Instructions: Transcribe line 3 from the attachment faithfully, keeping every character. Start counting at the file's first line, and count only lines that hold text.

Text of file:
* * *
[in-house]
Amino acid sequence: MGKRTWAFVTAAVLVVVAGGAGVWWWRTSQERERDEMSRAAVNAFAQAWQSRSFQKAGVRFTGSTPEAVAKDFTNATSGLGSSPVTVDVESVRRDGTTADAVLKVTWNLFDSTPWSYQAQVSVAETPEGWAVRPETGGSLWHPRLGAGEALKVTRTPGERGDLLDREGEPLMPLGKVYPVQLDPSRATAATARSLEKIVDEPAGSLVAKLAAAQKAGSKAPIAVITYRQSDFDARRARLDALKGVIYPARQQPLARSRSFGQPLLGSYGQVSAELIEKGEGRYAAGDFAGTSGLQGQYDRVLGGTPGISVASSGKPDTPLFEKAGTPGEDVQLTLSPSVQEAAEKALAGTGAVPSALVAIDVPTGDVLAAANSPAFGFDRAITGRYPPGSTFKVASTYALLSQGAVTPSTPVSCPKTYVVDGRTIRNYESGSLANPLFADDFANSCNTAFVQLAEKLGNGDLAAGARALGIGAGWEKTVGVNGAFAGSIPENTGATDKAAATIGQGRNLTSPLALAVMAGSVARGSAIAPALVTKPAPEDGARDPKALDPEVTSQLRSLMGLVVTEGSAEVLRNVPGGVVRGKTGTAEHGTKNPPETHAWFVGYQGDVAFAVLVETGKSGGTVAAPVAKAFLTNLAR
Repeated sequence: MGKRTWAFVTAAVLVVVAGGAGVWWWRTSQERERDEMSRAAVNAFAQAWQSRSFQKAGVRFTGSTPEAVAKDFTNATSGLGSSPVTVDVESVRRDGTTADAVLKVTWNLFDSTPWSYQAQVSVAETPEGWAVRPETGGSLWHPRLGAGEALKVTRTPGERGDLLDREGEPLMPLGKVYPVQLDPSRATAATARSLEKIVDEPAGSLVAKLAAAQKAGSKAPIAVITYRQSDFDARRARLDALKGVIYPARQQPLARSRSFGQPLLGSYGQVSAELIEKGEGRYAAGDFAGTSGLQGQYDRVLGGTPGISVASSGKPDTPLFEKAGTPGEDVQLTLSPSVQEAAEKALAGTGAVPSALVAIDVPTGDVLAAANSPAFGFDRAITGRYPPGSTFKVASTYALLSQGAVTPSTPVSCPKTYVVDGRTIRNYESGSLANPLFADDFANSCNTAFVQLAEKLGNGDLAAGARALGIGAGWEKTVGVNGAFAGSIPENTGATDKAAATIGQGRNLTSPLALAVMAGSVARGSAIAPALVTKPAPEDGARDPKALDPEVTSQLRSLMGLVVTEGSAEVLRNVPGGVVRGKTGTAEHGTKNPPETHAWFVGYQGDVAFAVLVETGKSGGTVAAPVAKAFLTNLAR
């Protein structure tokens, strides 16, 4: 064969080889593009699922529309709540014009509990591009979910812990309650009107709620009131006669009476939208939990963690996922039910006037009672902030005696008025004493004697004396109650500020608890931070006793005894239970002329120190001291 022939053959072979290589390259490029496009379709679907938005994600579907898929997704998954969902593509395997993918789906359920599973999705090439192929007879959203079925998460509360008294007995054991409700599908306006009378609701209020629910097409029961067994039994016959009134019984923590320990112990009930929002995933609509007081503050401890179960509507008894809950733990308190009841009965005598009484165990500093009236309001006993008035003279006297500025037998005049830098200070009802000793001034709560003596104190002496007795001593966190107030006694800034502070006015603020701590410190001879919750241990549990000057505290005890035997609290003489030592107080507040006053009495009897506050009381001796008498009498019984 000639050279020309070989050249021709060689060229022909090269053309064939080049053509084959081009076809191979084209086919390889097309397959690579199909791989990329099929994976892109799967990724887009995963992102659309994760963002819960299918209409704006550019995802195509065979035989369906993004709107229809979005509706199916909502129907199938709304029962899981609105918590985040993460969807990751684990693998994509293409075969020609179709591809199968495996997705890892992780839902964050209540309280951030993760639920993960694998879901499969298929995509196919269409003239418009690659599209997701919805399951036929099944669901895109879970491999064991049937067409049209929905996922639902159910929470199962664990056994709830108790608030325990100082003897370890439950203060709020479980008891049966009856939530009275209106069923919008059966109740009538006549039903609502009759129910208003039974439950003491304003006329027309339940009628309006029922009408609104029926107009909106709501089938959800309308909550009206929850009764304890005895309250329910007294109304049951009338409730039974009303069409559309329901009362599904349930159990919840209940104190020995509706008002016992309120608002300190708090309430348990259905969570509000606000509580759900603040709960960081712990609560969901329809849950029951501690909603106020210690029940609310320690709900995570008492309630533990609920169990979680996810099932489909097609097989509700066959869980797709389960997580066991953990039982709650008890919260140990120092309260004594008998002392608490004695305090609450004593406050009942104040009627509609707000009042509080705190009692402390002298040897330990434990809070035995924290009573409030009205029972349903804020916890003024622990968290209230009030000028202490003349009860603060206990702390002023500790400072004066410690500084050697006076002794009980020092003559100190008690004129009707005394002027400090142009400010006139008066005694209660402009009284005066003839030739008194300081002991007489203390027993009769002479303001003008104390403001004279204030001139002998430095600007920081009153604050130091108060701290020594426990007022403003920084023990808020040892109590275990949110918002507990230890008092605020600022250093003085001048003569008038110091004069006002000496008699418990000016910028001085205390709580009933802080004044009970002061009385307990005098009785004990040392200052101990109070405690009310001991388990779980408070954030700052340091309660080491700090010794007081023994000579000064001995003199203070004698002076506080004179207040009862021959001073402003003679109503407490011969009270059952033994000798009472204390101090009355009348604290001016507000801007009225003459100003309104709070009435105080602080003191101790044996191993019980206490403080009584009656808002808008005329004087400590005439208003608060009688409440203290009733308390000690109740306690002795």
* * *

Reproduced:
Repeated sequence: MGKRTWAFVTAAVLVVVAGGAGVWWWRTSQERERDEMSRAAVNAFAQAWQSRSFQKAGVRFTGSTPEAVAKDFTNATSGLGSSPVTVDVESVRRDGTTADAVLKVTWNLFDSTPWSYQAQVSVAETPEGWAVRPETGGSLWHPRLGAGEALKVTRTPGERGDLLDREGEPLMPLGKVYPVQLDPSRATAATARSLEKIVDEPAGSLVAKLAAAQKAGSKAPIAVITYRQSDFDARRARLDALKGVIYPARQQPLARSRSFGQPLLGSYGQVSAELIEKGEGRYAAGDFAGTSGLQGQYDRVLGGTPGISVASSGKPDTPLFEKAGTPGEDVQLTLSPSVQEAAEKALAGTGAVPSALVAIDVPTGDVLAAANSPAFGFDRAITGRYPPGSTFKVASTYALLSQGAVTPSTPVSCPKTYVVDGRTIRNYESGSLANPLFADDFANSCNTAFVQLAEKLGNGDLAAGARALGIGAGWEKTVGVNGAFAGSIPENTGATDKAAATIGQGRNLTSPLALAVMAGSVARGSAIAPALVTKPAPEDGARDPKALDPEVTSQLRSLMGLVVTEGSAEVLRNVPGGVVRGKTGTAEHGTKNPPETHAWFVGYQGDVAFAVLVETGKSGGTVAAPVAKAFLTNLAR